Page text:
Nestled between mountains in the Adirondack Park, Lake George is a beautiful, spring fed glacial lake nicknamed The Queen of American Lakes. The lake extends north and south for approximately 32 miles and is considered part of the Lake Champlain Basin because it drains north into Lake Champlain through a number of waterfalls via the short La Chute River. Lake George is divided into two major basins. The Southern Basin is home to Lake George Village and is the hub of tourism in the region. The Northern Basin is relatively undeveloped and serves as a quiet, rustic alternative to the hustle and bustle of the village.
Lake George is renowned for its fabulous sport fishing and as one of the preeminent ice fishing destinations of the Northeastern United States. There is a remarkable lake trout / landlocked salmon fishery in its cold deep waters and a respectable cool water fishery exists for smallmouth bass, northern pike, perch and panfish. All these fishes with the exception of the smallmouths are on tap when the lake freezes over usually by mid January. When freeze up occurs there are legions of anglers at the ready, venturing onto the crystal clear ice. At 4 inches the ice is as clear as glass. It is an eerie feeling walking along, ice fishing gear in hand, seeing distinctly the bottom features 20 or 30 feet below.
The large size of this lake means that it generally doesn’t freeze over completely at one time. There are certain protected bays and coves that will harbor safe ice, sometimes for weeks, before it is considered safe to venture out on the open lake. These bays have become legendary to the ice fishermen that ply them harvesting the tasty yellow perch, pumpkinseed and bluegills that dwell just below their frozen surface. Huddle, Sawmill, Harris, and Northwest bays are some of the more popular southern basin locations for “first ice” on Lake George. When the ice indeed gets safe there are times when hundreds of ice anglers will be squeezed into an area of just a few acres making for an “on ice city” and a “party atmosphere”. When fishing for yellow perch most ice anglers use tiny fishing rods called “jig rods” these will be equipped with a matching reel and 2 or 4 pound test line. There are several choices for bait: waxies, spikes, or mousies are all good choices. Sometimes the fish seem to show a distinct preference for minnows so it is wise to have a few dozen icicle minnows on hand just in case.
As the cold upstate New York winter progresses the ice eventually gets thick enough that dedicated ice fishermen can access the deeper waters of the main lake basins. Lake trout are the primary target when fishing the depths but some anglers will target and occasionally catch landlocked salmon too. Lake trout can be caught by “jigging”.
However, a much stouter jig rod is required to haul a 24 to 38 inch laker from the depths than those used for the comparatively smaller perch. The traditional way to approach laker fishing is by employing tip ups. Tip ups come in a variety of types and configurations. Basically they all have a submersed spool for the line, some sort of arrangement to support the spool over the hole in the ice and a tripped signaling device, usually a small brightly colored flag. This little flag has given rise to the cry heard all around the lake when the fish are biting, FLAGGGG! When ever it is heard all heads will be craning to see if they are the ones with the luck this time. If it happens that I am the lucky angler all bets are off as I go flying, slipping and tripping across the slippery surface of the lake “chasing the flag”.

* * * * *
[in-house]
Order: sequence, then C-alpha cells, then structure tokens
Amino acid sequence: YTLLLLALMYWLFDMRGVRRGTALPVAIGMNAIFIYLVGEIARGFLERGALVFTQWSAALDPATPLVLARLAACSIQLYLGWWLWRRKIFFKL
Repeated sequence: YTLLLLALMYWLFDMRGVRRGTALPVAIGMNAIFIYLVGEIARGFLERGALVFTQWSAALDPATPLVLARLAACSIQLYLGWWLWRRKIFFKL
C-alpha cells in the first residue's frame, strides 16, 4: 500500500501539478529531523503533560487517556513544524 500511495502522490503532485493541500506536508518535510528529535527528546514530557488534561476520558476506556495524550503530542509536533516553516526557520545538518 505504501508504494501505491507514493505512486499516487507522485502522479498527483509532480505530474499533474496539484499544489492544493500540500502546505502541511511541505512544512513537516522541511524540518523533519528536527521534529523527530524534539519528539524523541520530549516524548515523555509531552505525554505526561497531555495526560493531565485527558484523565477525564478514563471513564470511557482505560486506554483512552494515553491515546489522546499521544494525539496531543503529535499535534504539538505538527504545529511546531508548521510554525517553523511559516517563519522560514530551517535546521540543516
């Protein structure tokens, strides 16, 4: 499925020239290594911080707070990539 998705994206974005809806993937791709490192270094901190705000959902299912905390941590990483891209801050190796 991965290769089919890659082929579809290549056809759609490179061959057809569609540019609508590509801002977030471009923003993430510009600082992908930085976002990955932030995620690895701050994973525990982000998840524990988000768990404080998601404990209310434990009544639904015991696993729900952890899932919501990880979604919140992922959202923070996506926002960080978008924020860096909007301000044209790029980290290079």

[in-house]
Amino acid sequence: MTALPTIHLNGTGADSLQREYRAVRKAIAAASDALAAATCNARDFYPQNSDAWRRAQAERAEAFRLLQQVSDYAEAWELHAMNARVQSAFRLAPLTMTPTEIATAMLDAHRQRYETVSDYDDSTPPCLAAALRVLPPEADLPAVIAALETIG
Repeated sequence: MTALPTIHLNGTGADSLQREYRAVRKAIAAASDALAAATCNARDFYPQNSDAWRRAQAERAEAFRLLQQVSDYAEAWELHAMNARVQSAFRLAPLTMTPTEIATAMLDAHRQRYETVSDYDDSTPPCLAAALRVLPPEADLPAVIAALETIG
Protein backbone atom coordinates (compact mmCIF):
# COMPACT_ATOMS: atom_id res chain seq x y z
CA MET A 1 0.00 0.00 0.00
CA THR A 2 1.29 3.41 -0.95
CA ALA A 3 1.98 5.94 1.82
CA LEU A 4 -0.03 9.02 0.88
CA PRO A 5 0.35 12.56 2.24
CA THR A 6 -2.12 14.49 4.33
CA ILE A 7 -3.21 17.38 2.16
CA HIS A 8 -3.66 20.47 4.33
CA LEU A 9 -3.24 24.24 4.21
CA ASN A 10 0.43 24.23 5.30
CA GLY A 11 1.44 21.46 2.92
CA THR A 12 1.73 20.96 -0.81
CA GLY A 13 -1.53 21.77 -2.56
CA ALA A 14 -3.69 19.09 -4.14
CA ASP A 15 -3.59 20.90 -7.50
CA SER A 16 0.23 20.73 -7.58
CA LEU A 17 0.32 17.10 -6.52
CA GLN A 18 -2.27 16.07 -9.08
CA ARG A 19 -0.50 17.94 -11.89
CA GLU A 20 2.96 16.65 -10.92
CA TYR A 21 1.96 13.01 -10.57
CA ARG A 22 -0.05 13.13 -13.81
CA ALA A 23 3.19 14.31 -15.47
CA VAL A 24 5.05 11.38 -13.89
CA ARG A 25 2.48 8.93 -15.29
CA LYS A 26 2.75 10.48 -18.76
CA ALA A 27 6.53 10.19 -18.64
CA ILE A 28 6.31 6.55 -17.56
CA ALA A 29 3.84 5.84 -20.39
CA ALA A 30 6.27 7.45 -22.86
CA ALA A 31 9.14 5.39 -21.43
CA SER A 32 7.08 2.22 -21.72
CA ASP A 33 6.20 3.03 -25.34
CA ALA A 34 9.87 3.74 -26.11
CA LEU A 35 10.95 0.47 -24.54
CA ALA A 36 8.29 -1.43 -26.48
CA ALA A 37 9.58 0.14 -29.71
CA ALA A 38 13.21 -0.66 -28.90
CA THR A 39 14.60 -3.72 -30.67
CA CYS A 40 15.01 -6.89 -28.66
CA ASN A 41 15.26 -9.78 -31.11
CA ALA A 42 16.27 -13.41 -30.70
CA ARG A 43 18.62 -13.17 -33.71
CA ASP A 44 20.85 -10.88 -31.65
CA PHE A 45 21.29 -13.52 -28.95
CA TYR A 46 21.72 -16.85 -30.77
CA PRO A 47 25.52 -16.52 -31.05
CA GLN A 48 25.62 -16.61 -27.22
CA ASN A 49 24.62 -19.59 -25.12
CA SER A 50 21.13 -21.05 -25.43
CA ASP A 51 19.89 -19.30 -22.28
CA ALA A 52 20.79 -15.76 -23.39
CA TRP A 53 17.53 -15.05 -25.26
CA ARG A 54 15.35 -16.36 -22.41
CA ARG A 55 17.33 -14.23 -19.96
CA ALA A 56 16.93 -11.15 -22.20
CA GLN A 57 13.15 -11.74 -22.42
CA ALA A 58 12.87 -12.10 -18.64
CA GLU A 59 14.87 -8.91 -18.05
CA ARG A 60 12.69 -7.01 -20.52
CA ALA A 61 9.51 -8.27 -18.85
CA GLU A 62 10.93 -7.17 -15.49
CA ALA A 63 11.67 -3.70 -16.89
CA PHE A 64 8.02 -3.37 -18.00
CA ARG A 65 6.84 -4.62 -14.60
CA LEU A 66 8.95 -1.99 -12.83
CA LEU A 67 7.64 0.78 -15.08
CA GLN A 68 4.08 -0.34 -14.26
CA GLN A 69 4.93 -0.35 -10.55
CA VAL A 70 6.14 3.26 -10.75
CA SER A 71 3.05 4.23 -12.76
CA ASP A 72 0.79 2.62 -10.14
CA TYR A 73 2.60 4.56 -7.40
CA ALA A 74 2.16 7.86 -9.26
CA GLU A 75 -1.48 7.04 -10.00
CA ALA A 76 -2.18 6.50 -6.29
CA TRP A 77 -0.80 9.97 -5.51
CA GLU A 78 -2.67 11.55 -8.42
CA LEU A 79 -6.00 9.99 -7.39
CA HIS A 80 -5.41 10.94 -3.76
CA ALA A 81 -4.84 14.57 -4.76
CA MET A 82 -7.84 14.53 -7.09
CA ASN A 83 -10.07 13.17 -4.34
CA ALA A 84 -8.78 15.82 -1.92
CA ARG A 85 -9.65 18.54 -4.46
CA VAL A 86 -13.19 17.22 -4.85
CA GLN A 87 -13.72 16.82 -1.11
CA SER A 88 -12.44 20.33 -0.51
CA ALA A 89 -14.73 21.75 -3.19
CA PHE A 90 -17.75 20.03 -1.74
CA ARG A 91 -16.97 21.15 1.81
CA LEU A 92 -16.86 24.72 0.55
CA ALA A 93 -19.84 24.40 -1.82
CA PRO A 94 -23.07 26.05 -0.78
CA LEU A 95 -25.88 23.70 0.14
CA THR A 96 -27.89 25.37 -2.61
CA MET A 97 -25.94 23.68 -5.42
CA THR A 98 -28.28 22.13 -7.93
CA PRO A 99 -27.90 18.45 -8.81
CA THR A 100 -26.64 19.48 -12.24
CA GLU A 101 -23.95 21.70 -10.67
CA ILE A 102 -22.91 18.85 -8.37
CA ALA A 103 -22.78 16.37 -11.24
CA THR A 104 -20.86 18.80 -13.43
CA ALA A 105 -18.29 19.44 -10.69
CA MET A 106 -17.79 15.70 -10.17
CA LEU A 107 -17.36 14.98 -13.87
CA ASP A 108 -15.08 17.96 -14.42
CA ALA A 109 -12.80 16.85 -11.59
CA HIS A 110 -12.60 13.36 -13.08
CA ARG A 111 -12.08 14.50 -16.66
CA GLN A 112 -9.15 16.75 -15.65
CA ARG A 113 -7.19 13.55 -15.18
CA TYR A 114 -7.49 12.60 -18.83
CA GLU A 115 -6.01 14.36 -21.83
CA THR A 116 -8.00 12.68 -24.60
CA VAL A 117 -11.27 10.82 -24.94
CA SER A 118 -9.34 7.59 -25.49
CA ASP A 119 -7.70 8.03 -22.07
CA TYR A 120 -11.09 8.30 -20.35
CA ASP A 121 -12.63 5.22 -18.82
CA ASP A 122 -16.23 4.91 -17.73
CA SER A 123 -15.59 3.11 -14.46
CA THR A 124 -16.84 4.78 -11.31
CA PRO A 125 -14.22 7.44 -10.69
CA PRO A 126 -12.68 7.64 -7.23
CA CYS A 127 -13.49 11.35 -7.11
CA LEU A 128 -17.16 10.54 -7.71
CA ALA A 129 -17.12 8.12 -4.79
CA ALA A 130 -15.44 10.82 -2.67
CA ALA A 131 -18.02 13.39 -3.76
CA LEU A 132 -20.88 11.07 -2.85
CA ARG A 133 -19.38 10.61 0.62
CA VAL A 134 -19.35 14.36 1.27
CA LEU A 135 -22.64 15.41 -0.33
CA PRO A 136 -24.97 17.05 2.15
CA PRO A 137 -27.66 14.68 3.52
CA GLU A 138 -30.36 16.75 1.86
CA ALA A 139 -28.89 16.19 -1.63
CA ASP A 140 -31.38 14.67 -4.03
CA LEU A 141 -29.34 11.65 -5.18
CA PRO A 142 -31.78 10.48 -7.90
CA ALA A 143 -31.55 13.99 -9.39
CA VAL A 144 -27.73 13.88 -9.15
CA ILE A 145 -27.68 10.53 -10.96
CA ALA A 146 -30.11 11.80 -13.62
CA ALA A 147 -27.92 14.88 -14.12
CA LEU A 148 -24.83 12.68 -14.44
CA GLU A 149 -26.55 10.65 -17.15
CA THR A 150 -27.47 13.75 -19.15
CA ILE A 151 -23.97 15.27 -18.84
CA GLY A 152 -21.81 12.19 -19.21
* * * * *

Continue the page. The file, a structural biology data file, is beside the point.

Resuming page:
There are as many theories about how to best proceed once you get to your tip up as there are anglers on the ice. Some say to let the fish run with the bait then stop to swallow it. When this is done and the fish begins to move off again it is time to set the hook. This is how I was taught and it is a distinctly old school approach. Attitudes have gradually changed over the years and now a significant portion of the bigger game fish caught are landed, photographed and quickly released. Catch, photograph and release, abbreviated CPR. This new awareness of the value of our larger game fish has given rise to some techniques and tackle to facilitate CPR. Treble hooks rigged with bait are called quick strike rigs and that is how they are employed. Instead of waiting and allowing the fish to swallow the bait deeply, we now get to our tip up wait for the line to come up taught once we can feel the fish we then set the hook. Sometimes we miss a fish this way, but the ones that are brought out on to the ice can be easily unhooked and then quickly returned to the water where they stand an excellent chance of survival.
As you can see Lake George is an ice fisherman’s paradise. The beautiful lake in its spectacular setting dressed in snowy whiteness will have you wishing for 12 months of winter every year. If you have fished the lake you know what I’m talking about. If you have yet to make your acquaintance with this North Country Lake then this would be a good year to give it a try. If you hear a cry in the distance FLAGGGG! and see a guy dashing over the ice to a his tip up it might just be me!
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Lake George Bait and Info:
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